If you haven't seen comedian Russell Brand's call to revolution, don't worry – it probably means you're over 30, which can't be helped. Before you know it, some wise young person in your sphere will forward it with the subject line "This!"
Mr. Brand appeared this week on BBC Newsnight, interviewed by Jeremy Paxman, the vinegary elder statesman of British broadcasting. The comedian had just guest-edited a copy of the British political magazine The New Statesman on the subject of revolution and was invited to expand on his views.
What transpired was an incendiary confrontation that will be shown repeatedly when they make a program called Take That, Old Man: Golden Moments in Inter-Generational Conflict. Think of the Sex Pistols' Olympian feat of swearing on the Today show in 1976, or Mick Jagger on World in Action in 1967, telling a bunch of sour-faced pillars of the community that young people had been screwed over, which is why they were angry: "The system has done them no good at all, otherwise they wouldn't be looting and burning."
Mr. Brand, who is a modern, meditating, vegan, recovering-junkie kind of rock star, echoed those sentiments 50 years later. He doesn't vote, he told a baffled Mr. Paxman, because voting would legitimize a corrupt system; the revolution is on the way, "I ain't got a flicker of a doubt." And while he doesn't know what will replace the current bankrupt hierarchies, it "shouldn't destroy the planet, shouldn't create massive economic disparity, shouldn't ignore the needs of the people."
He used the word "paradigm" a distressing amount. He had an unfortunate tendency to sound like Dennis the revolutionary peasant in Monty Python and the Holy Grail – "We're an anarcho-syndicalist commune!" – when he said he wanted "a socialist egalitarian system based on the massive redistribution of wealth, heavy taxation of corporations and massive responsibilities for energy companies and any companies exploiting the environment." He did not address the contradictions presented by his own Hollywood-fattened bank account (although he writes about this tension in his New Statesman essay, which is worth a read).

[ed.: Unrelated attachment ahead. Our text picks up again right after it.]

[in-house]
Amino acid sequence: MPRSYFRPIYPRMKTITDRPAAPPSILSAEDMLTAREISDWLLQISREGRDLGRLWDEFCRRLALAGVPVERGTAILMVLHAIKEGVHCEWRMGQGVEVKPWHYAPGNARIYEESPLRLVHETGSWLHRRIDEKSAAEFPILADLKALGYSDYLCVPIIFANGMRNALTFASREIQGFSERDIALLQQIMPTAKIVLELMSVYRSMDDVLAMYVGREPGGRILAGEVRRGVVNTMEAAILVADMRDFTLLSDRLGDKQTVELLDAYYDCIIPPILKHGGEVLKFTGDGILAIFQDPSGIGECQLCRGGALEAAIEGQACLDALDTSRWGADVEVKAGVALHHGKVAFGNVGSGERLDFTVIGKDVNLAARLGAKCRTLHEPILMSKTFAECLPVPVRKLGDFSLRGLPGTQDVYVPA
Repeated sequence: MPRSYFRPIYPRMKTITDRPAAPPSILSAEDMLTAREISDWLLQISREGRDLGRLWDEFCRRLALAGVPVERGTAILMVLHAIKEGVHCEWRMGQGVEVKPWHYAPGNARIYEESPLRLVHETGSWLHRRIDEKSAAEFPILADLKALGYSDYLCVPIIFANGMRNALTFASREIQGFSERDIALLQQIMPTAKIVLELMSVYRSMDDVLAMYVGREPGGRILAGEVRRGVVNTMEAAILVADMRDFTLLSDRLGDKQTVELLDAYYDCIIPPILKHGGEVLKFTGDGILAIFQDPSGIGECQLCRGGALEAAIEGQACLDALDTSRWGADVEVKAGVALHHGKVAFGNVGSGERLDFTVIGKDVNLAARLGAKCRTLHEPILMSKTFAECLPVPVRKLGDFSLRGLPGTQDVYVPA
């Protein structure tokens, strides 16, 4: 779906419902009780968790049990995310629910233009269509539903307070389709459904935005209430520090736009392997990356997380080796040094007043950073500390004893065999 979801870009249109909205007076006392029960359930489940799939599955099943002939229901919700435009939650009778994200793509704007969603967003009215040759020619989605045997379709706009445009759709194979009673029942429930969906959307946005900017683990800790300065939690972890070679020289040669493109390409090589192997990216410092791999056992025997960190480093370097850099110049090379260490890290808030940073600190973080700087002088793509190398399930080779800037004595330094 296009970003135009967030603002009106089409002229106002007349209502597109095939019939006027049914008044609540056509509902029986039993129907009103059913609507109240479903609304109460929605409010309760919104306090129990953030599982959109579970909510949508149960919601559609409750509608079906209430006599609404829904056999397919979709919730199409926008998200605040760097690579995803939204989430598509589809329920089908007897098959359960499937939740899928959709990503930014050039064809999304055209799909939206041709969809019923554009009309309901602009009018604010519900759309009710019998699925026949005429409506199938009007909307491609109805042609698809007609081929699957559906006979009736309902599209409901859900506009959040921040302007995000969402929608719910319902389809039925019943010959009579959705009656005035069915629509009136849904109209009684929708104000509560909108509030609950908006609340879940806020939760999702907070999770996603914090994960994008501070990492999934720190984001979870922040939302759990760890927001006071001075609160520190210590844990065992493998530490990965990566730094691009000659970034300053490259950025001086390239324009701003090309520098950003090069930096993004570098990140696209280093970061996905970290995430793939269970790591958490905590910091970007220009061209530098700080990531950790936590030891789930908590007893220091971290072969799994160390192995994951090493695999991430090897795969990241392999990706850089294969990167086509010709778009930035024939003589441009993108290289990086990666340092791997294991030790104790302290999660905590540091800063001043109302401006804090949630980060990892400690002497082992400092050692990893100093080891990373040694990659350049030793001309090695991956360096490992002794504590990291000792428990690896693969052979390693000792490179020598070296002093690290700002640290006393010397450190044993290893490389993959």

You could dismiss him for those reasons, but it would be a mistake. Mr. Brand's rant struck a big, brassy chord; he's given shape to an inchoate sense of anger and frustration, especially among the have-not generation. The clip of his appearance was forwarded to me by a talented, ambitious and politically disengaged 21-year-old with the words "All of my beliefs were verbalized by an unlikely fellow yesterday. All of my friends/colleagues and I agree wholehearted with it."
It's true: A man who rose to fame on the catchphrase "I'm pulling down my trousers and my pants" while hosting a chat show about Big Brother (the annoying television one, not Orwell's) might seem an unusual Pied Piper for social change. But when the political system looks increasingly absurd – and you need only look to the kindergarten-style scrapping in Canada's Senate or the tumbleweeds that recently rolled past the monuments in Washington – the absurdists look rational. In his interview, Mr. Brand pointed to the fact that the British government is suing the European Union to remove a cap on bankers' bonuses on the fifth anniversary of the financial crisis – if that isn't head-spinning farce, what is?
The web of trust and civic engagement meant to bind a society is fraying. You could choose any number of indicators pointing to this, but here's just one from south of the border: Just 19 per cent of Americans trust their federal government most of the time, compared with 75 per cent 50 years ago, according to Pew Research.
It's hardly surprising that equal-opportunity arch-mocker Jon Stewart won a poll as the most respected news source in America, or that Italian comedian Beppe Grillo's upstart political party, which operates on a populist, nose-thumbing, anti-austerity platform, garnered a quarter of the votes in the Italian elections this year.
"Revolution" is a tired word, as John Lennon knew, and we all want to see the plan. Mr. Brand, more heart than head, was slammed for a lack of specific ideas – and for wanting to burn the whole house down when a medium-sized reno would do. He may be a useful pamphleteer, but other people are doing the hard graft of creating alternatives.
The seeds are there, if not for revolution then at least for change: The same day Mr. Brand's interview ricocheted around in-boxes, there was a business story in The Guardian newspaper about a bunch of economics students at the University of Manchester who got tired of being taught only one, free-market-based set of theories and principles. They have created something called the Post-Crash Economics Society to expand their knowledge of economics history and the different models that have arisen over the years. Their slogan: "The world has changed, the syllabus hasn't – isn't it time to do something about it?"
That's pretty good, although you could always give it a twist: "The world has changed, and the comedians are the only ones making sense." Now that's a funny thought.